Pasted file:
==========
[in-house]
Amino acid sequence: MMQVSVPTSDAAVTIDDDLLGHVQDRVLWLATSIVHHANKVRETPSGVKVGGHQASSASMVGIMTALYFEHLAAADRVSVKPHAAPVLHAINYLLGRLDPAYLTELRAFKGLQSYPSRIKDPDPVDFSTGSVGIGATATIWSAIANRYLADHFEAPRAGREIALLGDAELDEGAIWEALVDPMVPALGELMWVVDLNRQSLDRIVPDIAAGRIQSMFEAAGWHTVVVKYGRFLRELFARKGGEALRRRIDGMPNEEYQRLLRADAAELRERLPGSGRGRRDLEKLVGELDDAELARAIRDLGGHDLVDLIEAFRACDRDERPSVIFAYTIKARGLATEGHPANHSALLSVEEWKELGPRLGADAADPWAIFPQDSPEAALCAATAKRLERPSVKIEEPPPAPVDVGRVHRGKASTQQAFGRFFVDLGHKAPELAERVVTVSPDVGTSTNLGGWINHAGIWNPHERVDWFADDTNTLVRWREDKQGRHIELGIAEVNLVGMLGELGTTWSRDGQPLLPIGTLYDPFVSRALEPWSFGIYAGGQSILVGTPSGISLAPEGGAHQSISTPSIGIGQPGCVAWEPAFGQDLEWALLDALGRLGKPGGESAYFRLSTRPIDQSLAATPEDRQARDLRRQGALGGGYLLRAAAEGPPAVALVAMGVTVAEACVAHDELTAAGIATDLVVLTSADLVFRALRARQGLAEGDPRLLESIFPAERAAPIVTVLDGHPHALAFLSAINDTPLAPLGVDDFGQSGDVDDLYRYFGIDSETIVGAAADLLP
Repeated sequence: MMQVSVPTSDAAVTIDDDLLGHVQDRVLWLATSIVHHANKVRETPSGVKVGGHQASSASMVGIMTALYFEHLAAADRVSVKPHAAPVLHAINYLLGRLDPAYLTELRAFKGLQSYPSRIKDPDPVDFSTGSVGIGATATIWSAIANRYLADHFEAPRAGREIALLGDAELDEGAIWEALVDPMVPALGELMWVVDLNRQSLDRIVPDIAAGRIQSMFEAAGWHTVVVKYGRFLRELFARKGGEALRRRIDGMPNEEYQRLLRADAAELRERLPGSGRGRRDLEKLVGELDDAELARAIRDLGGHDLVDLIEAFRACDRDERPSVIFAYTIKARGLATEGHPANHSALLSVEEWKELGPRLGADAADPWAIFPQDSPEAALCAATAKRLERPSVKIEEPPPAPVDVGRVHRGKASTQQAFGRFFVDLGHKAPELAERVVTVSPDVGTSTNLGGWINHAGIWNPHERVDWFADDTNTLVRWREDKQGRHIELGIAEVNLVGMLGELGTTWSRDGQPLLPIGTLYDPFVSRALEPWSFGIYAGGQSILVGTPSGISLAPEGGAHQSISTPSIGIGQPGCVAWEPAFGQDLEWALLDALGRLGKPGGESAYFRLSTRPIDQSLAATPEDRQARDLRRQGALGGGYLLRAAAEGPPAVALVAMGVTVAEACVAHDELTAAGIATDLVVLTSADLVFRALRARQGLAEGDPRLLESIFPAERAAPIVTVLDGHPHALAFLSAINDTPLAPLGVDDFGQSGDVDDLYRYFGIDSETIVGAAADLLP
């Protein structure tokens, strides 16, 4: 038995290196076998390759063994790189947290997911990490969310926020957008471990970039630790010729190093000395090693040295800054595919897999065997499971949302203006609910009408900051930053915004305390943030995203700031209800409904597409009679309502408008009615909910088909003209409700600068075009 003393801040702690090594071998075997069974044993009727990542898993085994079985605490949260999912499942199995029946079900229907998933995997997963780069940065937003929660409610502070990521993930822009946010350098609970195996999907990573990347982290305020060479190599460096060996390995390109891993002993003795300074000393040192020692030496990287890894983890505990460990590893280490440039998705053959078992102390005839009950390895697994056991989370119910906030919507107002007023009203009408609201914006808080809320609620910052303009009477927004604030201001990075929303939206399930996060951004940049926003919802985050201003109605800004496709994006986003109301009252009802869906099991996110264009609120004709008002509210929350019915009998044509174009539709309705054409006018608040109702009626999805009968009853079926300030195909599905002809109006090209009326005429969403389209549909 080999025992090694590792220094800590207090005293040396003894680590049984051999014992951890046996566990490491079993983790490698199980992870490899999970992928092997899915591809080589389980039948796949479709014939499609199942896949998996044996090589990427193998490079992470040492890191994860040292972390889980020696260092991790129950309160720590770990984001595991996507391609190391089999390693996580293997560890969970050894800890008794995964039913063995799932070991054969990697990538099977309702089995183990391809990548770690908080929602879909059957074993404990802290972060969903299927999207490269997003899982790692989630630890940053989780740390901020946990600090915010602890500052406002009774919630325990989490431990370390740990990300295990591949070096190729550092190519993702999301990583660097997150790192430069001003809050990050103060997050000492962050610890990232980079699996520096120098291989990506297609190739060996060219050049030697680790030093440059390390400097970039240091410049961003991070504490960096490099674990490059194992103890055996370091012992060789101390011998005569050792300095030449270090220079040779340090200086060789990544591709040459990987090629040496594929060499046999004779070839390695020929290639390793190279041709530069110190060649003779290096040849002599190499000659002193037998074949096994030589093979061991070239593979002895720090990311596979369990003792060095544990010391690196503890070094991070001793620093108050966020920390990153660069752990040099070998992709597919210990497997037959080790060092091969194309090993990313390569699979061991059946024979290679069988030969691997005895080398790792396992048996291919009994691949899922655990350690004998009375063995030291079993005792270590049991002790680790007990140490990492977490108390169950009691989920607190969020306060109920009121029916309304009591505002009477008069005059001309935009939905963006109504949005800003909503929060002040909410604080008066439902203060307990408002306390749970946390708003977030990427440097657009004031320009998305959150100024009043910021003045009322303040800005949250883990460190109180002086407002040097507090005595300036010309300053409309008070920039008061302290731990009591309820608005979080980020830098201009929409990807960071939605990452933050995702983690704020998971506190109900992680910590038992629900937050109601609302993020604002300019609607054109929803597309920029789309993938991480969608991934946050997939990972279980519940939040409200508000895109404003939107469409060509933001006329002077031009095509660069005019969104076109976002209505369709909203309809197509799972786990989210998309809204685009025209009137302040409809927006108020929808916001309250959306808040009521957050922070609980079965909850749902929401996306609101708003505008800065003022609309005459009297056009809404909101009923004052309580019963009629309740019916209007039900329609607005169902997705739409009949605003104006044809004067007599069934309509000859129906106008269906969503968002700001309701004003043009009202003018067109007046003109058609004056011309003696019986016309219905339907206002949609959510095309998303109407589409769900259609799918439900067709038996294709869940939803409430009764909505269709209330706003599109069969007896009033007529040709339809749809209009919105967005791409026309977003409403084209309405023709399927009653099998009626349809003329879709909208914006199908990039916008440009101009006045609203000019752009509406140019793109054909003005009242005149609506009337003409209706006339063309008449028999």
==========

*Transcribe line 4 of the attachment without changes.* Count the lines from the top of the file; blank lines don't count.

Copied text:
């Protein structure tokens, strides 16, 4: 038995290196076998390759063994790189947290997911990490969310926020957008471990970039630790010729190093000395090693040295800054595919897999065997499971949302203006609910009408900051930053915004305390943030995203700031209800409904597409009679309502408008009615909910088909003209409700600068075009 003393801040702690090594071998075997069974044993009727990542898993085994079985605490949260999912499942199995029946079900229907998933995997997963780069940065937003929660409610502070990521993930822009946010350098609970195996999907990573990347982290305020060479190599460096060996390995390109891993002993003795300074000393040192020692030496990287890894983890505990460990590893280490440039998705053959078992102390005839009950390895697994056991989370119910906030919507107002007023009203009408609201914006808080809320609620910052303009009477927004604030201001990075929303939206399930996060951004940049926003919802985050201003109605800004496709994006986003109301009252009802869906099991996110264009609120004709008002509210929350019915009998044509174009539709309705054409006018608040109702009626999805009968009853079926300030195909599905002809109006090209009326005429969403389209549909 080999025992090694590792220094800590207090005293040396003894680590049984051999014992951890046996566990490491079993983790490698199980992870490899999970992928092997899915591809080589389980039948796949479709014939499609199942896949998996044996090589990427193998490079992470040492890191994860040292972390889980020696260092991790129950309160720590770990984001595991996507391609190391089999390693996580293997560890969970050894800890008794995964039913063995799932070991054969990697990538099977309702089995183990391809990548770690908080929602879909059957074993404990802290972060969903299927999207490269997003899982790692989630630890940053989780740390901020946990600090915010602890500052406002009774919630325990989490431990370390740990990300295990591949070096190729550092190519993702999301990583660097997150790192430069001003809050990050103060997050000492962050610890990232980079699996520096120098291989990506297609190739060996060219050049030697680790030093440059390390400097970039240091410049961003991070504490960096490099674990490059194992103890055996370091012992060789101390011998005569050792300095030449270090220079040779340090200086060789990544591709040459990987090629040496594929060499046999004779070839390695020929290639390793190279041709530069110190060649003779290096040849002599190499000659002193037998074949096994030589093979061991070239593979002895720090990311596979369990003792060095544990010391690196503890070094991070001793620093108050966020920390990153660069752990040099070998992709597919210990497997037959080790060092091969194309090993990313390569699979061991059946024979290679069988030969691997005895080398790792396992048996291919009994691949899922655990350690004998009375063995030291079993005792270590049991002790680790007990140490990492977490108390169950009691989920607190969020306060109920009121029916309304009591505002009477008069005059001309935009939905963006109504949005800003909503929060002040909410604080008066439902203060307990408002306390749970946390708003977030990427440097657009004031320009998305959150100024009043910021003045009322303040800005949250883990460190109180002086407002040097507090005595300036010309300053409309008070920039008061302290731990009591309820608005979080980020830098201009929409990807960071939605990452933050995702983690704020998971506190109900992680910590038992629900937050109601609302993020604002300019609607054109929803597309920029789309993938991480969608991934946050997939990972279980519940939040409200508000895109404003939107469409060509933001006329002077031009095509660069005019969104076109976002209505369709909203309809197509799972786990989210998309809204685009025209009137302040409809927006108020929808916001309250959306808040009521957050922070609980079965909850749902929401996306609101708003505008800065003022609309005459009297056009809404909101009923004052309580019963009629309740019916209007039900329609607005169902997705739409009949605003104006044809004067007599069934309509000859129906106008269906969503968002700001309701004003043009009202003018067109007046003109058609004056011309003696019986016309219905339907206002949609959510095309998303109407589409769900259609799918439900067709038996294709869940939803409430009764909505269709209330706003599109069969007896009033007529040709339809749809209009919105967005791409026309977003409403084209309405023709399927009653099998009626349809003329879709909208914006199908990039916008440009101009006045609203000019752009509406140019793109054909003005009242005149609506009337003409209706006339063309008449028999």